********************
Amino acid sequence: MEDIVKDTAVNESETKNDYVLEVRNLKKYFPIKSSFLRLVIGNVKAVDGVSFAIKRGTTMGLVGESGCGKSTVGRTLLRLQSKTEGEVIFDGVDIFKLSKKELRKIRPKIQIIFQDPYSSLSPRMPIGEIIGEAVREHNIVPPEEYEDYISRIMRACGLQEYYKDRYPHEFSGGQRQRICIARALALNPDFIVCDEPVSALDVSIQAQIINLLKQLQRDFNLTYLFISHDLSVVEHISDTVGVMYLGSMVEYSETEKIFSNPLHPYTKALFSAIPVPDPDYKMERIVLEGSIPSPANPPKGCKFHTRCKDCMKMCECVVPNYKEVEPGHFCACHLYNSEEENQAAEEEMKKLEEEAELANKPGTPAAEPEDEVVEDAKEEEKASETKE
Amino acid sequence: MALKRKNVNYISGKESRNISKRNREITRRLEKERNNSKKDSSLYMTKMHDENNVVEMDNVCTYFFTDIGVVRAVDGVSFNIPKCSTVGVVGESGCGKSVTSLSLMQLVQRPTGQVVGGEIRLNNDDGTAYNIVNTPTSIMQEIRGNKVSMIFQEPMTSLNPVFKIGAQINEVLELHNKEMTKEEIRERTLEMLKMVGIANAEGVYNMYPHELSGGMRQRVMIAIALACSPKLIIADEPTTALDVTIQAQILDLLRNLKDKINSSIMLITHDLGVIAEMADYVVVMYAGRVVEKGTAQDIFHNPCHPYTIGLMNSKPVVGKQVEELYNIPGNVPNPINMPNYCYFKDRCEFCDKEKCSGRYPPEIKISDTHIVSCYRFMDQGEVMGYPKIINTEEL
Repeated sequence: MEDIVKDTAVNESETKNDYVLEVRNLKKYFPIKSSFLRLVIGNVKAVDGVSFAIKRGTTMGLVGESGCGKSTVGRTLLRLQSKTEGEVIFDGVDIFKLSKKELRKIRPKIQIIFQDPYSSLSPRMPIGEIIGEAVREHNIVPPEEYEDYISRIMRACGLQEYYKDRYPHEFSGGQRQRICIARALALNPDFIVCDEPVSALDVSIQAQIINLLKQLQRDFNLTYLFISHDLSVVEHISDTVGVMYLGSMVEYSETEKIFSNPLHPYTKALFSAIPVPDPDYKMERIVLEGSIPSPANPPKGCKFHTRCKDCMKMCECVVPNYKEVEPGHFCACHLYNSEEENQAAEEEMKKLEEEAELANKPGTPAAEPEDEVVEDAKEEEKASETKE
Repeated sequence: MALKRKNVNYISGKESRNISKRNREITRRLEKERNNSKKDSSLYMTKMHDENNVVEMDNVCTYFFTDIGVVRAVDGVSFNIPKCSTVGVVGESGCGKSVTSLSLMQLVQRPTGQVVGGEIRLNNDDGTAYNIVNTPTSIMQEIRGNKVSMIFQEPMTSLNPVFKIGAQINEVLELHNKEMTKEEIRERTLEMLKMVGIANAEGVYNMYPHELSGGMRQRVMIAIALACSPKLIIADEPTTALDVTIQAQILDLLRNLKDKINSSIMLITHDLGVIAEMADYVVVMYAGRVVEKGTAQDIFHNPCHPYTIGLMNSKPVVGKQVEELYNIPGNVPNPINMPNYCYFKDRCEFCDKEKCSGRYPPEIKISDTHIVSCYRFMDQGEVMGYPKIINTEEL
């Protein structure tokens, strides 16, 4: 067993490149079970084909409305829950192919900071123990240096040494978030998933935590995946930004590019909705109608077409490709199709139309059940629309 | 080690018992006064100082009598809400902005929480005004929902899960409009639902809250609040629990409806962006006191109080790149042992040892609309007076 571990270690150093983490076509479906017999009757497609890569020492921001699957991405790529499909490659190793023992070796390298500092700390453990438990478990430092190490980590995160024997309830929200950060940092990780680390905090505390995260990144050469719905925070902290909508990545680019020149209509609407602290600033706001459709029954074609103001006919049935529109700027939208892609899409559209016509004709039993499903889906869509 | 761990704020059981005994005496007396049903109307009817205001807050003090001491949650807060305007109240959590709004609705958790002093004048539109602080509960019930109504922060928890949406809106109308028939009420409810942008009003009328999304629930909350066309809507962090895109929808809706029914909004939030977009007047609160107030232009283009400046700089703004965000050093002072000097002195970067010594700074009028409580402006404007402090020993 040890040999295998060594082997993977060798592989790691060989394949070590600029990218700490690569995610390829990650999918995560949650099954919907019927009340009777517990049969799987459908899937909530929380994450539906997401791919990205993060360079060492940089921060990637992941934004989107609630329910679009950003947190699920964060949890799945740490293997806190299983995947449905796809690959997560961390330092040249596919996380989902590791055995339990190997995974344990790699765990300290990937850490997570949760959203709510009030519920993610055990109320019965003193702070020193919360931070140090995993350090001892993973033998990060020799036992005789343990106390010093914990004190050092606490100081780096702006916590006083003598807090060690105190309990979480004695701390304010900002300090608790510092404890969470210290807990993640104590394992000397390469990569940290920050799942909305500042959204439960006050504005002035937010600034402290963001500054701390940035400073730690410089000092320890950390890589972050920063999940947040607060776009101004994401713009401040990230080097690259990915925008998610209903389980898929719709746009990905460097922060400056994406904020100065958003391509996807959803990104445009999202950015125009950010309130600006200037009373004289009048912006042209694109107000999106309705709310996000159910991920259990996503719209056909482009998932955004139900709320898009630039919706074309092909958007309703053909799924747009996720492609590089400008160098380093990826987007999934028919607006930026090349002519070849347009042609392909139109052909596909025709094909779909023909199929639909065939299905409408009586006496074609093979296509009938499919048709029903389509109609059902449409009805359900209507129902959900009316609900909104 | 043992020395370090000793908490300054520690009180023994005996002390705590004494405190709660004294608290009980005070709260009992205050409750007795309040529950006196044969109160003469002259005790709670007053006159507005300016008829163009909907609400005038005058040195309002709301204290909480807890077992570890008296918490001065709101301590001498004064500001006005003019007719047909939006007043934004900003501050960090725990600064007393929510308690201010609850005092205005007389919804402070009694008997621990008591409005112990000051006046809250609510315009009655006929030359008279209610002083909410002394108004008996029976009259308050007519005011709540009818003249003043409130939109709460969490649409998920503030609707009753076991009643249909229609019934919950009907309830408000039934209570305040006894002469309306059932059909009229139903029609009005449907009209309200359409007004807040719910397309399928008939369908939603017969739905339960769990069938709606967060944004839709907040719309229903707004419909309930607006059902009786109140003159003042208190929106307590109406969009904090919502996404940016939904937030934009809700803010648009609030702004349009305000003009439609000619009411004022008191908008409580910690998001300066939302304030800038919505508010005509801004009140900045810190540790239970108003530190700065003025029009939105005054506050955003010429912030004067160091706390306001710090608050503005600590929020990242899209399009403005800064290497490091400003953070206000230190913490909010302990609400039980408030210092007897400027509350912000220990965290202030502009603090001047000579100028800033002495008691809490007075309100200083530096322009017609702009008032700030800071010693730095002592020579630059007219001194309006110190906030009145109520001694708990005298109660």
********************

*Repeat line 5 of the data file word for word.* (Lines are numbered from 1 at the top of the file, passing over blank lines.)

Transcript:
């Protein structure tokens, strides 16, 4: 067993490149079970084909409305829950192919900071123990240096040494978030998933935590995946930004590019909705109608077409490709199709139309059940629309 | 080690018992006064100082009598809400902005929480005004929902899960409009639902809250609040629990409806962006006191109080790149042992040892609309007076 571990270690150093983490076509479906017999009757497609890569020492921001699957991405790529499909490659190793023992070796390298500092700390453990438990478990430092190490980590995160024997309830929200950060940092990780680390905090505390995260990144050469719905925070902290909508990545680019020149209509609407602290600033706001459709029954074609103001006919049935529109700027939208892609899409559209016509004709039993499903889906869509 | 761990704020059981005994005496007396049903109307009817205001807050003090001491949650807060305007109240959590709004609705958790002093004048539109602080509960019930109504922060928890949406809106109308028939009420409810942008009003009328999304629930909350066309809507962090895109929808809706029914909004939030977009007047609160107030232009283009400046700089703004965000050093002072000097002195970067010594700074009028409580402006404007402090020993 040890040999295998060594082997993977060798592989790691060989394949070590600029990218700490690569995610390829990650999918995560949650099954919907019927009340009777517990049969799987459908899937909530929380994450539906997401791919990205993060360079060492940089921060990637992941934004989107609630329910679009950003947190699920964060949890799945740490293997806190299983995947449905796809690959997560961390330092040249596919996380989902590791055995339990190997995974344990790699765990300290990937850490997570949760959203709510009030519920993610055990109320019965003193702070020193919360931070140090995993350090001892993973033998990060020799036992005789343990106390010093914990004190050092606490100081780096702006916590006083003598807090060690105190309990979480004695701390304010900002300090608790510092404890969470210290807990993640104590394992000397390469990569940290920050799942909305500042959204439960006050504005002035937010600034402290963001500054701390940035400073730690410089000092320890950390890589972050920063999940947040607060776009101004994401713009401040990230080097690259990915925008998610209903389980898929719709746009990905460097922060400056994406904020100065958003391509996807959803990104445009999202950015125009950010309130600006200037009373004289009048912006042209694109107000999106309705709310996000159910991920259990996503719209056909482009998932955004139900709320898009630039919706074309092909958007309703053909799924747009996720492609590089400008160098380093990826987007999934028919607006930026090349002519070849347009042609392909139109052909596909025709094909779909023909199929639909065939299905409408009586006496074609093979296509009938499919048709029903389509109609059902449409009805359900209507129902959900009316609900909104 | 043992020395370090000793908490300054520690009180023994005996002390705590004494405190709660004294608290009980005070709260009992205050409750007795309040529950006196044969109160003469002259005790709670007053006159507005300016008829163009909907609400005038005058040195309002709301204290909480807890077992570890008296918490001065709101301590001498004064500001006005003019007719047909939006007043934004900003501050960090725990600064007393929510308690201010609850005092205005007389919804402070009694008997621990008591409005112990000051006046809250609510315009009655006929030359008279209610002083909410002394108004008996029976009259308050007519005011709540009818003249003043409130939109709460969490649409998920503030609707009753076991009643249909229609019934919950009907309830408000039934209570305040006894002469309306059932059909009229139903029609009005449907009209309200359409007004807040719910397309399928008939369908939603017969739905339960769990069938709606967060944004839709907040719309229903707004419909309930607006059902009786109140003159003042208190929106307590109406969009904090919502996404940016939904937030934009809700803010648009609030702004349009305000003009439609000619009411004022008191908008409580910690998001300066939302304030800038919505508010005509801004009140900045810190540790239970108003530190700065003025029009939105005054506050955003010429912030004067160091706390306001710090608050503005600590929020990242899209399009403005800064290497490091400003953070206000230190913490909010302990609400039980408030210092007897400027509350912000220990965290202030502009603090001047000579100028800033002495008691809490007075309100200083530096322009017609702009008032700030800071010693730095002592020579630059007219001194309006110190906030009145109520001694708990005298109660």